'Infinite Life' review — a superbly acted meditation on suffering
Read our four-star review of Infinite Life, the latest world-premiere play from Pulitzer Prize winner Annie Baker, off Broadway at the Linda Gross Theater.
“You look great,” Eileen cheerfully tells Sofi at the start of Annie Baker’s quietly engaging Infinite Life, now off Broadway in a co-production of the Atlantic Theater Company and the U.K.’s National Theatre.
Sofi is anything but great. She’s in physical agony, and the same goes for Eileen. The divide between how things look and the way things are is one takeaway of this group portrait of pain and its life-rattling reverberations.
The May 2019 setting is a clinic a couple hours north of San Francisco, where six people in their 40s and up have arrived from near and far. They’re here to fast, rest, and recuperate from various health woes that invaded their lives.
Over several days they trade banalities (“What are you reading?”) and who-knew factoids (“We also have tiny sphincters in our eyes”). They swap war stories, at times graphically, of how their bodies have betrayed them (“Whenever I pee, it’s like I’m peeing razors”). They ask questions (“Who are the happy normal people?” and “Are you all right, sweetheart?”) that defy easy answers and are surprisingly stirring in their directness.
That’s basically it, and it all happens on a relatively nondescript open-air patio featuring floral breeze blocks and a row of cushioned chaise lounges. At some point during the play’s unbroken 105 minutes, a sense of isolation sinks in. One might imagine those seats as life rafts – built for one. Suffering is singular and isolating, yet there’s plenty of it to go around.
In a less assured playwright’s hands, it all could make for some pretty dreary doings. Not so here. As in earlier works including Body Awareness and Circle Mirror Transformation, which revealed her early on as a master miniaturist, and The Flick, which won her a Pulitzer Prize, Baker infuses this new work with signature humor, humanity, and feels-so-real dialogue.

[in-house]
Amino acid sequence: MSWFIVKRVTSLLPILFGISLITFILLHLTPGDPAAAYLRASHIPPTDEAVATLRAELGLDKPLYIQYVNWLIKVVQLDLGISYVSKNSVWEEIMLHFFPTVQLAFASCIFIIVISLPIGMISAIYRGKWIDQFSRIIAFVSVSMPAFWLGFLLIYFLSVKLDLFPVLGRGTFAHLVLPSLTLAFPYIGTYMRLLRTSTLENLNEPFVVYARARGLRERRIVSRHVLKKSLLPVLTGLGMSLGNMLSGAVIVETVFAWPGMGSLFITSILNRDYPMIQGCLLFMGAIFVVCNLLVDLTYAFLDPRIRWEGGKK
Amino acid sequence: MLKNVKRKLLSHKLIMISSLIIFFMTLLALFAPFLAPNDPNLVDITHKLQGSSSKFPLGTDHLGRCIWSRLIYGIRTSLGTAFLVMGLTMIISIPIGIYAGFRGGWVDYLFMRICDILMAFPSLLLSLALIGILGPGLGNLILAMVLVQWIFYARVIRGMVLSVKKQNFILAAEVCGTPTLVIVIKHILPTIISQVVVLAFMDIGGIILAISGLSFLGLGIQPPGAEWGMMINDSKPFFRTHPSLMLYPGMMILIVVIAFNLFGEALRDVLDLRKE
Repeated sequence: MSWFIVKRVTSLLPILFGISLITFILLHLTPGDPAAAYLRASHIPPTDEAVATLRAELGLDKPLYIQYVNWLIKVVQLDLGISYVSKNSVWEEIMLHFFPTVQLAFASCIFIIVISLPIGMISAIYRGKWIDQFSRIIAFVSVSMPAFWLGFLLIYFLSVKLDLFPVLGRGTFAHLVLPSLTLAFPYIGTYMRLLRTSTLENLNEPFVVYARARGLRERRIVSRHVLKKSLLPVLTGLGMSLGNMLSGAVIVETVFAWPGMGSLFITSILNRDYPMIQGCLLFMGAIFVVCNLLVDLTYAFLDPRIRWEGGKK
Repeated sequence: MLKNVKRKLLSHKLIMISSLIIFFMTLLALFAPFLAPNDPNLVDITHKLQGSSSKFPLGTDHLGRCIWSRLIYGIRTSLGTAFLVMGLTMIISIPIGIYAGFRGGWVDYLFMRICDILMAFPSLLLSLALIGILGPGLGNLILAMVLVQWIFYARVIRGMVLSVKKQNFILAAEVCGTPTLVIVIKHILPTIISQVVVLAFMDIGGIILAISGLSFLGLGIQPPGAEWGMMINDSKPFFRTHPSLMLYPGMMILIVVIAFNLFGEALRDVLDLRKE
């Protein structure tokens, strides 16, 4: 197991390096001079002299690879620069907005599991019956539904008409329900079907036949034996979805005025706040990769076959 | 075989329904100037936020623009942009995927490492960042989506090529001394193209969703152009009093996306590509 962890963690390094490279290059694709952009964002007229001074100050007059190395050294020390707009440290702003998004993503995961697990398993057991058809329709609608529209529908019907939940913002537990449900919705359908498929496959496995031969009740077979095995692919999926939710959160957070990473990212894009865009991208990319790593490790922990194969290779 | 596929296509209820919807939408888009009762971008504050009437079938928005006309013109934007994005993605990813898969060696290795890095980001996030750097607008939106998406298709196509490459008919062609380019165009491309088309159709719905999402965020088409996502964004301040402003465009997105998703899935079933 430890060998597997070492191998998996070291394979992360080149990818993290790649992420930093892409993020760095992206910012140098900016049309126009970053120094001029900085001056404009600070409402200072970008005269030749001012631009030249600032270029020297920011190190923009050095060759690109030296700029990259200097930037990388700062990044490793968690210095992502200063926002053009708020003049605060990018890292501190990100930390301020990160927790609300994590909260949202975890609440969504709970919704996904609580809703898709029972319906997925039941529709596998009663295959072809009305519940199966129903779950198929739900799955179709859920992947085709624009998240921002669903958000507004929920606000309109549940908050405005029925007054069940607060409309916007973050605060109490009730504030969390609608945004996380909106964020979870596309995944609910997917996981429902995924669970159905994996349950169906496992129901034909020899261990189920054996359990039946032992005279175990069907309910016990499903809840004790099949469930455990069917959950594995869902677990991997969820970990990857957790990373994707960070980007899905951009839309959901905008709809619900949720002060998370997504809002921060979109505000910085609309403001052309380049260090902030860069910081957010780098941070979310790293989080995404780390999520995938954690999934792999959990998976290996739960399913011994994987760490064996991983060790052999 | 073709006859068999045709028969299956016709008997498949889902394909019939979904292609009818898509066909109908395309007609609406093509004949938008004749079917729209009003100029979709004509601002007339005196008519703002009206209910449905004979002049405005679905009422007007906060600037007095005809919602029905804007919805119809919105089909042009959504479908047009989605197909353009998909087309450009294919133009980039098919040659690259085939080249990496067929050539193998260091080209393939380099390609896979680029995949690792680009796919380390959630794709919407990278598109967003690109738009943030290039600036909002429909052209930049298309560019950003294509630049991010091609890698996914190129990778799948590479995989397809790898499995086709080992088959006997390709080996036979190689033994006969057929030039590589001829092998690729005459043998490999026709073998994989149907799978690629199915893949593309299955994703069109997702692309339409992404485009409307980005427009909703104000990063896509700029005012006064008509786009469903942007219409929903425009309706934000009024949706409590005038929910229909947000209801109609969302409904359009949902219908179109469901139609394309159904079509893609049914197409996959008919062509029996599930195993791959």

Director James Macdonald assembled an ace ensemble. Sofi, played to perfection by Christina Kirk, is estranged from her husband and grappling with being “a monster.” Her “pain thing” has been unbearable for months. Sex is torture. “I have to make sure it's really worth the pain afterwards,” she says.
Kansas wife Eileen (Marylouise Burke, invaluable) is haunted by nerve pain that could last forever or, on the contrary, one day vanish. Elaine (Brenda Pressley), who’s from New Hampshire, is in the grip of chronic Lyme disease. Ginnie (Kristine Nielsen), is a Californian whose body failed her, and Yvette (Mia Katigbak), from Michigan, is dealing with “bladder stuff” and a host of other harrowing issues.
The sorority of suffering is changed by the arrival of Nelson (Pete Simpson), who has a history of colon cancer. He strolls shirtless into the patio, sparking ogling that recalls the likes of Lucky Vanous, the hunk from the Diet Coke ad. Nelson adds carbonation, particularly for Sofi.
As always, Baker serves up a distinct slice of life and takes her time with it. One of the play’s clever conceits is its tinkering with time. Sofi serves as a sort of human clock, making announcements like “20 minutes later” to keep us all on the same page. You have to imagine what went on during the gap.
If Infinite Life doesn’t quite knit together into a fully satisfying whole, it’s always worthwhile to see what’s currently on the playwright’s mind. And it doesn’t hurt one bit when the acting is exceptional.
Photo credit: Kristine Nielsen, Brenda Pressley, Marylouise Burke, and Mia Katigbak in Infinite Life. (Photo by Ahron R. Foster)
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